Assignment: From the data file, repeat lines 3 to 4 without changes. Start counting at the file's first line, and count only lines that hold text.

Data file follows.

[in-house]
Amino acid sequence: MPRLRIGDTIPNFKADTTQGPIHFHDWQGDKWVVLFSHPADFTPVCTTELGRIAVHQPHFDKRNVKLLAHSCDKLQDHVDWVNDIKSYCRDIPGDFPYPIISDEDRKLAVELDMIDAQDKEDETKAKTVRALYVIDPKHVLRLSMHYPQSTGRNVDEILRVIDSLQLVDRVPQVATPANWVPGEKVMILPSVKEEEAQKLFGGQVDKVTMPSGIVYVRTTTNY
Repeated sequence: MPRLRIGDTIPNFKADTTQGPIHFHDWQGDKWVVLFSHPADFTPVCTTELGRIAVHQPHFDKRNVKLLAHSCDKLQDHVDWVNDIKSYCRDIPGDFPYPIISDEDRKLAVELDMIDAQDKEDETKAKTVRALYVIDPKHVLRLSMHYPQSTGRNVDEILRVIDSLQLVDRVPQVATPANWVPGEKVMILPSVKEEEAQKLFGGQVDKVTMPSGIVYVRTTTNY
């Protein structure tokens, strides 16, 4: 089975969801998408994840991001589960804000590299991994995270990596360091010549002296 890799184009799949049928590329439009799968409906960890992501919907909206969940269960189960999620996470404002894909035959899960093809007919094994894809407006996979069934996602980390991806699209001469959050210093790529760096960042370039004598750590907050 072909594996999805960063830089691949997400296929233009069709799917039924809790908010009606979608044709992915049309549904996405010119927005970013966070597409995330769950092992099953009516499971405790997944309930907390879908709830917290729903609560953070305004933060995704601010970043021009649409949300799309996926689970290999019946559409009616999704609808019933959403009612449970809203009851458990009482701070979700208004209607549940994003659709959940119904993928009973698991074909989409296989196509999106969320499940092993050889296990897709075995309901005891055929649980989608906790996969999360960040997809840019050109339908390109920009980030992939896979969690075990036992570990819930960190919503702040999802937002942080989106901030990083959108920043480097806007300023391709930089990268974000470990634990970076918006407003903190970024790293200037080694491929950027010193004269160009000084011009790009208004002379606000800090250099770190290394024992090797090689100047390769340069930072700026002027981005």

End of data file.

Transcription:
Repeated sequence: MPRLRIGDTIPNFKADTTQGPIHFHDWQGDKWVVLFSHPADFTPVCTTELGRIAVHQPHFDKRNVKLLAHSCDKLQDHVDWVNDIKSYCRDIPGDFPYPIISDEDRKLAVELDMIDAQDKEDETKAKTVRALYVIDPKHVLRLSMHYPQSTGRNVDEILRVIDSLQLVDRVPQVATPANWVPGEKVMILPSVKEEEAQKLFGGQVDKVTMPSGIVYVRTTTNY
């Protein structure tokens, strides 16, 4: 089975969801998408994840991001589960804000590299991994995270990596360091010549002296 890799184009799949049928590329439009799968409906960890992501919907909206969940269960189960999620996470404002894909035959899960093809007919094994894809407006996979069934996602980390991806699209001469959050210093790529760096960042370039004598750590907050 072909594996999805960063830089691949997400296929233009069709799917039924809790908010009606979608044709992915049309549904996405010119927005970013966070597409995330769950092992099953009516499971405790997944309930907390879908709830917290729903609560953070305004933060995704601010970043021009649409949300799309996926689970290999019946559409009616999704609808019933959403009612449970809203009851458990009482701070979700208004209607549940994003659709959940119904993928009973698991074909989409296989196509999106969320499940092993050889296990897709075995309901005891055929649980989608906790996969999360960040997809840019050109339908390109920009980030992939896979969690075990036992570990819930960190919503702040999802937002942080989106901030990083959108920043480097806007300023391709930089990268974000470990634990970076918006407003903190970024790293200037080694491929950027010193004269160009000084011009790009208004002379606000800090250099770190290394024992090797090689100047390769340069930072700026002027981005």